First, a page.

Hoover's Economic Reform

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Initially, under the Hoover administration, the government did not do much to intervene on the economic crisis. Hoover was a strict constructionist, who believed that it was not in his power to intervene on the Great Depression. He feared that too much intervention or coercion by the government would destroy individuality and self reliance. Instead, Hoover held a stance on the economy that was largely based on voluntarism, expecting churches and other social institution to aid the poor. However, as unemployment and poverty grew, many became unsatisfied with Hoover’s take on the depression. Later on, under Franklin D. Roosevelt’s presidency, the “First New Deal” was created in 1933. It introduced programs such as the National Recovery Administration, which sought to stimulate demand and provide work and relief through increased government spending. The NRA…show more content…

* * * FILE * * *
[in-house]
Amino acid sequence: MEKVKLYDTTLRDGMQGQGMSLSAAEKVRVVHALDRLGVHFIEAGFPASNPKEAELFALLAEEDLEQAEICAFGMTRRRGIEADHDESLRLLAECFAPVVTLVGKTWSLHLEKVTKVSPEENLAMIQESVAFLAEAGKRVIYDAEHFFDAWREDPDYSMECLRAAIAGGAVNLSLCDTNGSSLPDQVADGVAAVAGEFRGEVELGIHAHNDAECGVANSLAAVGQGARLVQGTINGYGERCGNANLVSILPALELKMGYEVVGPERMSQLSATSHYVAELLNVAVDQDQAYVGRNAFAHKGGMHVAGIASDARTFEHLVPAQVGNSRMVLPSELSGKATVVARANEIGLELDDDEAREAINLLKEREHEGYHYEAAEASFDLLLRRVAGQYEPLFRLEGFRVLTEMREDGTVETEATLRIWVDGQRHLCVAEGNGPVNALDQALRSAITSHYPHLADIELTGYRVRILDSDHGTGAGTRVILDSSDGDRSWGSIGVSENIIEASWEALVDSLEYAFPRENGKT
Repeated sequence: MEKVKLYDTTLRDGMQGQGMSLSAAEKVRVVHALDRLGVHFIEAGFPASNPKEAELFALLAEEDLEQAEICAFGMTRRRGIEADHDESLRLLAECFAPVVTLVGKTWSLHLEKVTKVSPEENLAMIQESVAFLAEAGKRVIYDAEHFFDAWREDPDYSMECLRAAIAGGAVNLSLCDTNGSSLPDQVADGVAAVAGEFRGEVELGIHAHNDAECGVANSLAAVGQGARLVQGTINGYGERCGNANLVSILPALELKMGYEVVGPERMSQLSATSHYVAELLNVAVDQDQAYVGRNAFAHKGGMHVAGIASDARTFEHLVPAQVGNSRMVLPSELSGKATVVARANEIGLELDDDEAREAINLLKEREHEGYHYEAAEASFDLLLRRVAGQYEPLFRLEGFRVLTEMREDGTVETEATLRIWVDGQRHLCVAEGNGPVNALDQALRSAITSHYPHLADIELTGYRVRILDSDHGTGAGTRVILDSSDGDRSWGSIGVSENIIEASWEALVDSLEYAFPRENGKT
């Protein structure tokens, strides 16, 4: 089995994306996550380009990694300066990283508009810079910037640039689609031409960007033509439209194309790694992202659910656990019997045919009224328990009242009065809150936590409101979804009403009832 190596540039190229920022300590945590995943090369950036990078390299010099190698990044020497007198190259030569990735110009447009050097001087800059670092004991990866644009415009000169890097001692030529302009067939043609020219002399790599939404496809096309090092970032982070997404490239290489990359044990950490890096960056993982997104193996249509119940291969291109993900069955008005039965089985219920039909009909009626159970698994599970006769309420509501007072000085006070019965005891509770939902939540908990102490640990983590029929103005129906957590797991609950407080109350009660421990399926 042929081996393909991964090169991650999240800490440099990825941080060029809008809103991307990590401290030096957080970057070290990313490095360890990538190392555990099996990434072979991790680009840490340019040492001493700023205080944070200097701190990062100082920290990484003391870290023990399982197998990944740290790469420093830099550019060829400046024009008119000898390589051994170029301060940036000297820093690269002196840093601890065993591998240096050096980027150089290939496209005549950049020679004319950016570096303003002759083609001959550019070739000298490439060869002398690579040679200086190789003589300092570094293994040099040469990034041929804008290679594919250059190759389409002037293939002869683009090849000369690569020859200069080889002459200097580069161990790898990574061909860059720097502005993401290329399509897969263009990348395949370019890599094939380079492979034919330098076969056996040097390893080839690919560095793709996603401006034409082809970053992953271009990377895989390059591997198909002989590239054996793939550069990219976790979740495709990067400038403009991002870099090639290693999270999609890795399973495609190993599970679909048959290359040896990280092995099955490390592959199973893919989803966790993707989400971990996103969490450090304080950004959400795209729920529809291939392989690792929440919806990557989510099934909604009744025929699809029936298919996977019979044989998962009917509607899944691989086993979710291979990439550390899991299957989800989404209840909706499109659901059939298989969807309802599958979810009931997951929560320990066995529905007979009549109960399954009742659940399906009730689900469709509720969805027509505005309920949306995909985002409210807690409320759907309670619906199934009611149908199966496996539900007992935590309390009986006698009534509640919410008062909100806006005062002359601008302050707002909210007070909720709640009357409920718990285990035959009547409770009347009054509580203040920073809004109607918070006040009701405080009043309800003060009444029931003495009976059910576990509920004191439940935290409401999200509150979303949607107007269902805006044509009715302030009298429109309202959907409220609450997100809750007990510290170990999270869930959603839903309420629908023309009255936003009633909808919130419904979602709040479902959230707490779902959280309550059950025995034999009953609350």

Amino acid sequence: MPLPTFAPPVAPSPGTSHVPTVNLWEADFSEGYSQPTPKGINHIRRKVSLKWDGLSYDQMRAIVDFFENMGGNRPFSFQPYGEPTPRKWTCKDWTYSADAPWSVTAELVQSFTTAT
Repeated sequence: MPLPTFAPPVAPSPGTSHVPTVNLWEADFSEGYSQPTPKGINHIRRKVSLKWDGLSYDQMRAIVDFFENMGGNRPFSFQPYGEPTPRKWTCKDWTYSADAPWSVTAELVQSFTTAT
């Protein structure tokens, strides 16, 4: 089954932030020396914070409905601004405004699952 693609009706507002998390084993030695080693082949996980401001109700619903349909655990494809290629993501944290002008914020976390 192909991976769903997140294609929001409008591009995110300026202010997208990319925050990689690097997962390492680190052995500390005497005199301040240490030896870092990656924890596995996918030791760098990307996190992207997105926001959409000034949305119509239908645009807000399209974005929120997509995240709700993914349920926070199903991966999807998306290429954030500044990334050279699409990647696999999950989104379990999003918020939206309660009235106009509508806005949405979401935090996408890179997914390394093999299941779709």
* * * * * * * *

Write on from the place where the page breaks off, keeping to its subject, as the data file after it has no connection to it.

Bennet initially refused to centralize government and have the federal take responsibility for recovering the economy. He personally assisted from his own pocket to the many people who wrote him begging. However, he insisted that it was the provinces responsibility for social welfare. When re-election came around, R.B. Bennet decided to change his initial policy, and planed for a New Deal of their own after constant begging and wishing for federal aid. The Canadian New Deal was passed by 1935, and introduced policies that called for minimum wage, unemployment insurance, and other relief programs. However, this effort was largely unsuccessful, and the provinces challenged the rights of the federal government to manage these programs. As a result, the failure of Bennett’s New Deal legislation shifted the burden of the economy back to the provincial levels of the state. Provinces such as Ontario created acts such as the Industrial Standards Act, which was designed to have the state bring workers and employers together to establish minimum wages and work standards
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